How to Help Someone After Miscarriage/Pregnancy Loss
Loss is a difficult part of life that we must unfortunately all be touched by, but the loss of a pregnancy or child is one of the deepest, more intimate, most soul shattering losses and also one of the least talked about or discussed kinds of loss. Statistics show that at least every one out of four pregnancies will end in loss, but some estimates which count the pregnancies which may end before someone realizes that they* are pregnant, push that number closer to 80% of all pregnancies. This is a staggering number, but how often do we openly share about it? I offer this list in the hopes that by bringing some of the hurt to the light, it ultimately will make the heaviness easier to carry for those who inevitably have to walk this road. Thank you for taking their hand and walking with them. I’ve included some potentially helpful practical and spiritual/metaphysical support resources as well as my favorite, heart healing poem at the bottom of this article. Without further ado…
Remember that there is no “right way” to experience loss or grief.
Everyone grieves differently, period. Some people need to talk about it. Some people don’t want to or can’t. Some people need to be with others. Some people may need space. Respect what each person needs as an individual, and if you are close with both parents, recognize that they might also be grieving differently and have different needs.
Not sure what those needs are? ASK.
“How can I support you?”, “How can I help?”, “What do you need?” – these are easy ways to figure out what would be truly helpful for each person. Be prepared for the fact that they might not even know what they need. If this is the case, you can be more specific in your questions such as, “Would it be helpful if you had company or would you prefer space?”, “Would it be okay if I dropped off a meal? If you aren’t feeling up for company I can leave it by the door.”, “Do you want to talk about it?”, “Do you need help with the kids? I can come there or pick them up.”
“Let me know if you need anything” is a beautiful, well intentioned thing to say that few people will ever actually take you up on. Be specific. Ask what would be helpful. Ask how you can be of assistance. Let them know that if they just need someone to sit with and not talk to, you’ll be there. If they need something dropped off at the door, no problem. Let them know that you are ready and willing to support them without any additional effort on their behalf, as they already have enough going on right now.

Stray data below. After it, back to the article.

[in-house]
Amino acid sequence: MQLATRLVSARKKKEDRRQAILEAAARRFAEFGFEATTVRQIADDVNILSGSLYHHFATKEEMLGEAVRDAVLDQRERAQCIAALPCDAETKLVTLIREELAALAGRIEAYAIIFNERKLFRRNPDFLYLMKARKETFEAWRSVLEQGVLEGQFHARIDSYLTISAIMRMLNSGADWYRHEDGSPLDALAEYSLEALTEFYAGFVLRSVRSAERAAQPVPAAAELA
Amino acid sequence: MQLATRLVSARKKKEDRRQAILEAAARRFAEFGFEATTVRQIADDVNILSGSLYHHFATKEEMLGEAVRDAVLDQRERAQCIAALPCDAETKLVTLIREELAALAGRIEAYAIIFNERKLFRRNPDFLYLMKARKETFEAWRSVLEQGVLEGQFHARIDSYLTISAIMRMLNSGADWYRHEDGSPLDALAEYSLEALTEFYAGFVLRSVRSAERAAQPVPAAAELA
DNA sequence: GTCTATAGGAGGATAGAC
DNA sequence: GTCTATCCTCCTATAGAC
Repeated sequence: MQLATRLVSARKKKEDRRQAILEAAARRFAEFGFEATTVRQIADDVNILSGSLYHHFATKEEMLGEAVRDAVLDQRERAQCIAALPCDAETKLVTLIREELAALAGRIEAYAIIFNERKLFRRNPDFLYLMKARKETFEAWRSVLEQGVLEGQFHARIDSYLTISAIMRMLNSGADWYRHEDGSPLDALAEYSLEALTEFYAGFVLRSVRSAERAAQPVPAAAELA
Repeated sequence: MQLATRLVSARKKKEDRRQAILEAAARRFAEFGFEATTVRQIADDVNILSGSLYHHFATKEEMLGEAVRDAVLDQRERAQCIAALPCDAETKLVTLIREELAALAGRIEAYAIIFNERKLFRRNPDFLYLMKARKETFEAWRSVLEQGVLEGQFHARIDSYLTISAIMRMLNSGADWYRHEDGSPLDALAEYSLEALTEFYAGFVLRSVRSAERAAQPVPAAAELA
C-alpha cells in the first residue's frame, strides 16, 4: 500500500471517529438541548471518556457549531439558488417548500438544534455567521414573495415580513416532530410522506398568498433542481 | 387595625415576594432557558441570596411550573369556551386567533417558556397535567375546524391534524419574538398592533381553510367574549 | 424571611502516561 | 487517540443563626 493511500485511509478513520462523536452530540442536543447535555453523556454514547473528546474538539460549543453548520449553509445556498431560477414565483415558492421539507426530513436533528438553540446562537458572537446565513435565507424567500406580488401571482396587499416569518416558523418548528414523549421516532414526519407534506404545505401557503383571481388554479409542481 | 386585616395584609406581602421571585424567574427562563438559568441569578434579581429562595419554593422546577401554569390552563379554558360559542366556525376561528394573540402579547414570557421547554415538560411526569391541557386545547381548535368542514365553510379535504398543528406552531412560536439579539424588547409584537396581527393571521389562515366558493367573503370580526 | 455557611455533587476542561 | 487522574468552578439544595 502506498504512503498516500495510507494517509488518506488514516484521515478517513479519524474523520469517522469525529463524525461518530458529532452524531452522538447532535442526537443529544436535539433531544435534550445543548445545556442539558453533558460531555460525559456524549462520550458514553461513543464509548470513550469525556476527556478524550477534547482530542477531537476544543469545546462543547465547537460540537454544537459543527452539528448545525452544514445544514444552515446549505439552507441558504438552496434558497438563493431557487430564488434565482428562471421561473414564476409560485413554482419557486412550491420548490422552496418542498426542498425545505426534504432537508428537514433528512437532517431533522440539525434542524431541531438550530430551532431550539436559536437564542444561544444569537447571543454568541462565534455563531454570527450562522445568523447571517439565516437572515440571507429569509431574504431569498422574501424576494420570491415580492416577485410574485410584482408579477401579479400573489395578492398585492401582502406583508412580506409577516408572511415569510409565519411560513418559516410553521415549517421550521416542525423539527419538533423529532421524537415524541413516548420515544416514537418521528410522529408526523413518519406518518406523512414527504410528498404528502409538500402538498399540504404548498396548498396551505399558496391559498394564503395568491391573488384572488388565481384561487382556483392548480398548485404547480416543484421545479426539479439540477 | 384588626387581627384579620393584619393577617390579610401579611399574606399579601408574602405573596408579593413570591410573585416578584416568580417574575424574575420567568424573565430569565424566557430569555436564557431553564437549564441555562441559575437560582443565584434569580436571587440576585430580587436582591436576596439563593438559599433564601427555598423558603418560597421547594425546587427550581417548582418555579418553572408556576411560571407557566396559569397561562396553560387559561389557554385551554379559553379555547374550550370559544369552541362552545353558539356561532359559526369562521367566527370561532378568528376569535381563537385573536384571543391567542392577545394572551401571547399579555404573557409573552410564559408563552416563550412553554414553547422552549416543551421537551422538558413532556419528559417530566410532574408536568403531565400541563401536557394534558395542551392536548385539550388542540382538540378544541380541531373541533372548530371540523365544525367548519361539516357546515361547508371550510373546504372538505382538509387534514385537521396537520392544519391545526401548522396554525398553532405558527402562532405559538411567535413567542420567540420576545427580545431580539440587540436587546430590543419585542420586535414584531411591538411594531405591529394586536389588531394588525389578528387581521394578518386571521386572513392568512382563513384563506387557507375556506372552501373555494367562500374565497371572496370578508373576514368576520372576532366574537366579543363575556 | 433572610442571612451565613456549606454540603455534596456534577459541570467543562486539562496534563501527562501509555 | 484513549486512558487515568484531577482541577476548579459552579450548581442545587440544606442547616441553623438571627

On that note, help take things off of their plate.
As mentioned above, they may not feel up to cooking, the normal household duties or even the regular tasks of family life. Consider dropping off a meal (or several), making them a meal train (with their permission) or getting them a gift card for take out. Remember with food that many people have dietary limitations, allergies or restrictions. Check in before dropping of a meal or setting up a meal train. Ask if they could use help around the house or if you could gift them a day from a housekeeping company. Or, if you have a relationship where you are close enough and it would be okay, just throw the dishes in the dishwasher, run the broom over the floor or toss the laundry in the wash. It will likely be hard for them to ask for or accept help, and if you have a relationship where it would be okay, these small gestures could mean the world. If they have other children, ask if you can take them out for a day of fun or if you could come over to help take care of the kids while they rest, take a shower, journal or just have time for themselves. The fact that the world keeps going even when someone’s heart is aching can be a cruel and unjust thing. Getting back out of the house and returning to dealing with ordinary things like getting gas, going to the bank, picking up groceries, dropping off the kids or running errands can feel extraordinarily difficult. Ask if you can take over some of these things for them or if they just need company to make it feel less hard.
Remember that there is no time stamp on grief.
Grief can take as little or as much time as someone needs, and if I’m being honest from personal and professional experience, maybe grief actually never goes away, no matter how long ago it happened or how young the being was or how much peace you’ve made with it. Time can absolutely soften the sharp edges of grief but it does not necessarily mean the grief will ever truly not be there, and this is okay. It is okay to grieve. Grief means that love transcends loss, and that is a painful and beautiful truth. Do not rush someone through their grief or make any implication that they should be more healed than they are, no matter how long ago it happened. Recognize that they may very well grieve for the rest of their life.
Be mindful of what you say.
“God needed them more”, “God needed another Angel”, “You’re young, you still have time”, “It’ll happen someday”, “You can try again”, “This hurts, but at least it wasn’t (insert whatever you think would be “worse” here)”, “There must have been something wrong”, “Tiime heals”, etc.
As good intentioned as you may be, do not say anything that implies that God, the Universe or someone or something wanted or needed their baby more than they did, or that their baby is replaceable and their grief so easily forgotten by eventually having another. Also, try to avoid the temptation to talk about all of the ways it could have been worse or all of the reasons that they have to be grateful. While those things may be true, this situation is what is real for them and hurts for them, right here in this moment. Be here with them, now. Sometimes just sitting with them, listening and breathing with them can speak volumes.
Talk about their baby with them.